I suppose it’s not oppositional in the strictest sense but it is certainly a step apart from mere absence.

    Apologies for the enormous tangent, but what you’ve written above has intersected with what I’ve been thinking about recently.

  14. Nb. I might suggest Fate of the World as a possible “game that leaks”, not because it introduced any new ideas – like most political/ecological games it only underlined ideas I was already familiar with – but because its mechanics were constructed in such a way as emphasise the impossibility of the lofty ideals the game set before you. You can win, but only by failing better. And on one level I already knew this, but I did not *understand* it. So FOTW is probably one of the few games I can think of where the mechanics were somewhat eye-opening for me; it’s also a great example because it was the game’s mechanics rather than narrative conceit that leaked.

  15. @HM: Perhaps not directly, but it did inspire me to go dig up more info on Wikipedia. And it made to consider certain perspectives more carefully: How do the operators of such vehicles identify as “soldiers?” How do they reconcile themselves with the war hero myth? How does killing feel when it’s less personal? It made me think on these issues more than I had before, so I’d say, for me, it succeeded.

  16. @HM: Ugh, typo. It made **me** consider certain perspectives more carefully.

    And I felt like I did much of this pondering outside of the actual gameplay process, so yeah, I’d say it carried over once I was done playing.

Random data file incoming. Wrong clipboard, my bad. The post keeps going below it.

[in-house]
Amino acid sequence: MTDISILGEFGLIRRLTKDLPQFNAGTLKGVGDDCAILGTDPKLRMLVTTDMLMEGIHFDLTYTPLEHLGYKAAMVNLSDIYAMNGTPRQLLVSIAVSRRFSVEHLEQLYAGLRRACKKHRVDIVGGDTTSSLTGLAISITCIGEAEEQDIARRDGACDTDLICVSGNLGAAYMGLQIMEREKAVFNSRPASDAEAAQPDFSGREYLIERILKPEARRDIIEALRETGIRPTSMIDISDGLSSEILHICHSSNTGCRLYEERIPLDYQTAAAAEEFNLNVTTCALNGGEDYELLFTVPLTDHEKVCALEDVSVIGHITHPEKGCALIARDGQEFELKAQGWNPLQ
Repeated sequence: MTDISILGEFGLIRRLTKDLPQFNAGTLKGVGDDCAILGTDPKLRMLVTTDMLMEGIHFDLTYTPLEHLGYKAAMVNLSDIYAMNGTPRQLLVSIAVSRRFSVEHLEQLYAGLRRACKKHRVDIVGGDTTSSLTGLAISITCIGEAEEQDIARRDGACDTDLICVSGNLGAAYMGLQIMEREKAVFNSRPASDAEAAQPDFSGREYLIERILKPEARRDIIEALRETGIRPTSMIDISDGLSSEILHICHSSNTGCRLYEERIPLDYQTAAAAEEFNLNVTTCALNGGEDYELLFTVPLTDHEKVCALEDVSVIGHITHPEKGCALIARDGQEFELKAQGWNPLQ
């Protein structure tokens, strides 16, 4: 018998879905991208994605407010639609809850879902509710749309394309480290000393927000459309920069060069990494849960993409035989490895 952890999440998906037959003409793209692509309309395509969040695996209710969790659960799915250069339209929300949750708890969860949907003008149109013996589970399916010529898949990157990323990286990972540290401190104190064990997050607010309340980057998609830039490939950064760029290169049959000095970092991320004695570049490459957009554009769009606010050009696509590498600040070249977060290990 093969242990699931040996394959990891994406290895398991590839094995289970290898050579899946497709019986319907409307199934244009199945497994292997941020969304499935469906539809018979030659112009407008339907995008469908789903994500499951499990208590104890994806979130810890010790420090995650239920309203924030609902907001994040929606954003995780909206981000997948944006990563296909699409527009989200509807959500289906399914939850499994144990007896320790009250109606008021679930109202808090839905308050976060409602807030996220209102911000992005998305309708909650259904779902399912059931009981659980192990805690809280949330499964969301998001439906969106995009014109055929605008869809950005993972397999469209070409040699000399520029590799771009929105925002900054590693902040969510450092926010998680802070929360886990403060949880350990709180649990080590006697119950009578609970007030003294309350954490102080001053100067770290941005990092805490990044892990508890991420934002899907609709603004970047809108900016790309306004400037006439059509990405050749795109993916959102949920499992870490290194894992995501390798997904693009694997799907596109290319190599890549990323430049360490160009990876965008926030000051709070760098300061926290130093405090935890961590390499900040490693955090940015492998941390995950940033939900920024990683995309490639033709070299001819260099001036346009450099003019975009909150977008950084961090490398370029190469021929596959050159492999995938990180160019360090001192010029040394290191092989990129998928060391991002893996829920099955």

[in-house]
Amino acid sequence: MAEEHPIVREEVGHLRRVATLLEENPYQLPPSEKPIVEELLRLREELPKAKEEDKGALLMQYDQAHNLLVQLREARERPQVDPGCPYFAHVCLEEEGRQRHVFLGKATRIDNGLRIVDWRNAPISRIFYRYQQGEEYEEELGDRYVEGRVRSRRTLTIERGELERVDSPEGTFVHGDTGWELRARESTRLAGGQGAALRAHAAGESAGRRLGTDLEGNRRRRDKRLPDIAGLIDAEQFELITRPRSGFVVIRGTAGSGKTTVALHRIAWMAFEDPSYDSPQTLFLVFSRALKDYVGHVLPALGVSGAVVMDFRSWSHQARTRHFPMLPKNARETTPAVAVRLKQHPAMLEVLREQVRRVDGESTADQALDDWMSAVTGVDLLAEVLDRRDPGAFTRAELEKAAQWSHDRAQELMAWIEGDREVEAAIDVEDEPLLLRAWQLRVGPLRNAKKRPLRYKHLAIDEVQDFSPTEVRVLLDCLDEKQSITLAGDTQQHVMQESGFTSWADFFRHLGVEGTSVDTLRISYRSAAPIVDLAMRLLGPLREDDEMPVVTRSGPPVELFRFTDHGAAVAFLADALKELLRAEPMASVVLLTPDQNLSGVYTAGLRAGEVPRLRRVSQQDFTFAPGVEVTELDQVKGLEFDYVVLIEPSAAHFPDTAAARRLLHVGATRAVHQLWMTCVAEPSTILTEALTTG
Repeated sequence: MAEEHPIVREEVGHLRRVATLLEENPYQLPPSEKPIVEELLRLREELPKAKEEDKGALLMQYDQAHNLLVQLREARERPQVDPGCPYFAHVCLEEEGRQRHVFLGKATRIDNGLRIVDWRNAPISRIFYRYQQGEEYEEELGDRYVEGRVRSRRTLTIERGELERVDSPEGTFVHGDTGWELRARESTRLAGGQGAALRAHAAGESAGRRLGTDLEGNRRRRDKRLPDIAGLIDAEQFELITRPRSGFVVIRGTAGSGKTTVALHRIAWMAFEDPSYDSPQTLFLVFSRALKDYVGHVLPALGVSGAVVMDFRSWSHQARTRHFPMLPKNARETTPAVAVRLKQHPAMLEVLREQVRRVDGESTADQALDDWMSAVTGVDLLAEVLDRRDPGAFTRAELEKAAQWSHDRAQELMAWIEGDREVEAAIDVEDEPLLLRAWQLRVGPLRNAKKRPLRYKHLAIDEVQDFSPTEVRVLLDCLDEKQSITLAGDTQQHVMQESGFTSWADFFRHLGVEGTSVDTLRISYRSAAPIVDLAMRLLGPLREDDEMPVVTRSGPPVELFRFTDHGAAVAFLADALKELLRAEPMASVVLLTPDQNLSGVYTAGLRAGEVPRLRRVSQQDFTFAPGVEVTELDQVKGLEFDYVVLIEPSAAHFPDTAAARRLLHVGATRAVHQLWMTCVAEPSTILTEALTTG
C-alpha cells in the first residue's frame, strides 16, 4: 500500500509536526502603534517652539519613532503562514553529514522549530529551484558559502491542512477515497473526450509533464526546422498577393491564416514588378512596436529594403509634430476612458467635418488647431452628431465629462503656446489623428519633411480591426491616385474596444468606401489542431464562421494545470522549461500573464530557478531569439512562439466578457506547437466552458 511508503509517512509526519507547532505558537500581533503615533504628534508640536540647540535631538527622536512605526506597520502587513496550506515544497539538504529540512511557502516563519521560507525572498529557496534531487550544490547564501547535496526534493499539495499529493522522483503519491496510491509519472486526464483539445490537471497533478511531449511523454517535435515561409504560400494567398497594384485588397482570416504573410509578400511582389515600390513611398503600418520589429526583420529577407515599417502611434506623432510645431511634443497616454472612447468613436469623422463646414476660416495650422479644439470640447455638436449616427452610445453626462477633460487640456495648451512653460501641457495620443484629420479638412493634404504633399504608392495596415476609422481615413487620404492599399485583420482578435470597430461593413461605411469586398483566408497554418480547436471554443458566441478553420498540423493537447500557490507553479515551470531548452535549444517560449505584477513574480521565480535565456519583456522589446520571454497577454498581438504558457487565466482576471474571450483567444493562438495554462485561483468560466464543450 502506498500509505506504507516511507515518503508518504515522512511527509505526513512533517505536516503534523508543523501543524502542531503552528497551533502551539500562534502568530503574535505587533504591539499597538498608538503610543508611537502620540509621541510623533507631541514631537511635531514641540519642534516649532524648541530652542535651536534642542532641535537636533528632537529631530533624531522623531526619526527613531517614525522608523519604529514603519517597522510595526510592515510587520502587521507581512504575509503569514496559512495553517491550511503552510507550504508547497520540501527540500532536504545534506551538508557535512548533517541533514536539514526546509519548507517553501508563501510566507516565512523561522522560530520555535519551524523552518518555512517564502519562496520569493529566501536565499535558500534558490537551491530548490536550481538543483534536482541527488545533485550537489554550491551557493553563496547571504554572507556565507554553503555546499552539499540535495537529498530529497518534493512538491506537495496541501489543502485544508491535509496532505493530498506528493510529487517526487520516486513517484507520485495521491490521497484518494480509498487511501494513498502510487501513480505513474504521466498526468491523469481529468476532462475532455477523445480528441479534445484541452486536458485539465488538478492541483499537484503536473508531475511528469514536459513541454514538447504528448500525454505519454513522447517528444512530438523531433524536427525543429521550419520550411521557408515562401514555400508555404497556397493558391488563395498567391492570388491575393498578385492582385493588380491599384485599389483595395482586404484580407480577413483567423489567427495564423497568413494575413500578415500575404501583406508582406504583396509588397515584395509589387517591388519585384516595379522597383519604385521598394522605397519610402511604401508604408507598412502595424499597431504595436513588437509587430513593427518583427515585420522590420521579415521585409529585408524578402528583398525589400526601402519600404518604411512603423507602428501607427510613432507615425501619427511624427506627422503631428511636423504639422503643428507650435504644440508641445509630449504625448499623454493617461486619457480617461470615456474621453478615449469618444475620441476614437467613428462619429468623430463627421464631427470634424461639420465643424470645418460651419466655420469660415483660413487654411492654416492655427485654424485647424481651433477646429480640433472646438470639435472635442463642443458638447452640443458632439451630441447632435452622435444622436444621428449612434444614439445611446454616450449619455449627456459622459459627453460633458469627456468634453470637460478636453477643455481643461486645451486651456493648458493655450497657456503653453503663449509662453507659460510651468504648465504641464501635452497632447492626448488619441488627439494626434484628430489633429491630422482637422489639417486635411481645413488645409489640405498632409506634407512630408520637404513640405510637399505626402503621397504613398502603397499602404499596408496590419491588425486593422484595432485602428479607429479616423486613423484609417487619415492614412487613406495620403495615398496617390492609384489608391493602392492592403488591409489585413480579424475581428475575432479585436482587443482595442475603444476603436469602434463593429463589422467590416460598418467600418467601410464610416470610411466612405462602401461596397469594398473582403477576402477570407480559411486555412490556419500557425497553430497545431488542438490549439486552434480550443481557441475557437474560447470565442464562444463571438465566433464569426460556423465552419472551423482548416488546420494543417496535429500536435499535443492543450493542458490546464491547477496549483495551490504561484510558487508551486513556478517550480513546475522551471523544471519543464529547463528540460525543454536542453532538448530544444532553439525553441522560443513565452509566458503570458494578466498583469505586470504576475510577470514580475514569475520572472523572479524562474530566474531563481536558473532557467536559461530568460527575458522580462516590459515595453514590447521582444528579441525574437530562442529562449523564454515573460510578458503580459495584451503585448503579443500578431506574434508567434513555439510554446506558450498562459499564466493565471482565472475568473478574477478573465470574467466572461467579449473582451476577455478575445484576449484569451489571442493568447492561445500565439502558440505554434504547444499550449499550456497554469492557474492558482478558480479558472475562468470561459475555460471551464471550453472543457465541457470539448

17. @Shaun: I was going to say something similar with regards to “a game that leaks is a game’s substance seeping through to your consciousness and provoking actual change” but thought I might have been over-egging the phrase a little!

    The opposite might be something that takes from you, rather than gives, perhaps leaving a vacuum or space of sorts that draws in other things that aren’t usually there, possibly undesired things. For instance, a game that makes you do things you wouldn’t usually do, causing shame or embarrassment for example, but changes your outlook nonetheless. Perhaps Brathwaite’s Train or indeed, McVideoGame. Am I speaking rubbish? This might be veering OT.


  18. Absolutely loved the article and the fact that -as was bound to happen- all of the games have a distinct political edge.

    I, on the other hand, must admit I’ve yet to encounter a game that has changed the way I think. At least not so obviously. Just like literature, I tend to believe that (a particularly rare breed of) games slowly add stuff to ones thought system, subtly raise questions and only in even rare instances truly enlight.